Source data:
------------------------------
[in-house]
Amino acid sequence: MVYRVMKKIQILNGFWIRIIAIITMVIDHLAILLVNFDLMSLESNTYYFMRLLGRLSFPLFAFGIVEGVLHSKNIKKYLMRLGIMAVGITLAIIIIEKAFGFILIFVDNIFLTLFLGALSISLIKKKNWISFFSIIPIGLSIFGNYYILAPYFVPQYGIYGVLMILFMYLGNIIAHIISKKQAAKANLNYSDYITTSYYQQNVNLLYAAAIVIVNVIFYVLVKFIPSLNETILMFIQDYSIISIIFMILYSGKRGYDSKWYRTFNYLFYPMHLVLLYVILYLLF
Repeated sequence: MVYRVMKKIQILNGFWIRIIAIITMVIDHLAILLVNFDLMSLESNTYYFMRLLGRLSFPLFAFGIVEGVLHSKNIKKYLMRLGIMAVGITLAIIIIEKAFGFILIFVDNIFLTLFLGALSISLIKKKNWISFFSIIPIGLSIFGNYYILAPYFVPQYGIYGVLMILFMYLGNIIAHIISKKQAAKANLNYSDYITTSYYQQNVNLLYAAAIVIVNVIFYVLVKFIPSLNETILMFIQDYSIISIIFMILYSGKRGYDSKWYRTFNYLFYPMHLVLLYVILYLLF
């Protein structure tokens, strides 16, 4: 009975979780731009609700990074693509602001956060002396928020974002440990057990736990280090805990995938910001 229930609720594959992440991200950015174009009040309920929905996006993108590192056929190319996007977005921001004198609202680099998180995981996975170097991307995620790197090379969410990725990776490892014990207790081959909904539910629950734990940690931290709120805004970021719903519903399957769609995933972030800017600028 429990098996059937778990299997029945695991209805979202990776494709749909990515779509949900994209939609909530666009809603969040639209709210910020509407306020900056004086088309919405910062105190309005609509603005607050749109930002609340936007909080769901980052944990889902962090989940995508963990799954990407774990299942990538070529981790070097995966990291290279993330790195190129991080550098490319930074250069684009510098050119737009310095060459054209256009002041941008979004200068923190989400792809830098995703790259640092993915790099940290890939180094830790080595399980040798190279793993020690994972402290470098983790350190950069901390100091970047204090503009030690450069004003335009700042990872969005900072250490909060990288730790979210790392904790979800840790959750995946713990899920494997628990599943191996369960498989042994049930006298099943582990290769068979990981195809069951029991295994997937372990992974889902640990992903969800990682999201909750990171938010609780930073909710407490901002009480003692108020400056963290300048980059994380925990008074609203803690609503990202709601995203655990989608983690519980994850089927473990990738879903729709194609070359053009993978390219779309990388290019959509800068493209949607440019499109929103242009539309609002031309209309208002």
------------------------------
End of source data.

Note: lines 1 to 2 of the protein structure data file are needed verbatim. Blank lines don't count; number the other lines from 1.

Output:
[in-house]
Amino acid sequence: MVYRVMKKIQILNGFWIRIIAIITMVIDHLAILLVNFDLMSLESNTYYFMRLLGRLSFPLFAFGIVEGVLHSKNIKKYLMRLGIMAVGITLAIIIIEKAFGFILIFVDNIFLTLFLGALSISLIKKKNWISFFSIIPIGLSIFGNYYILAPYFVPQYGIYGVLMILFMYLGNIIAHIISKKQAAKANLNYSDYITTSYYQQNVNLLYAAAIVIVNVIFYVLVKFIPSLNETILMFIQDYSIISIIFMILYSGKRGYDSKWYRTFNYLFYPMHLVLLYVILYLLF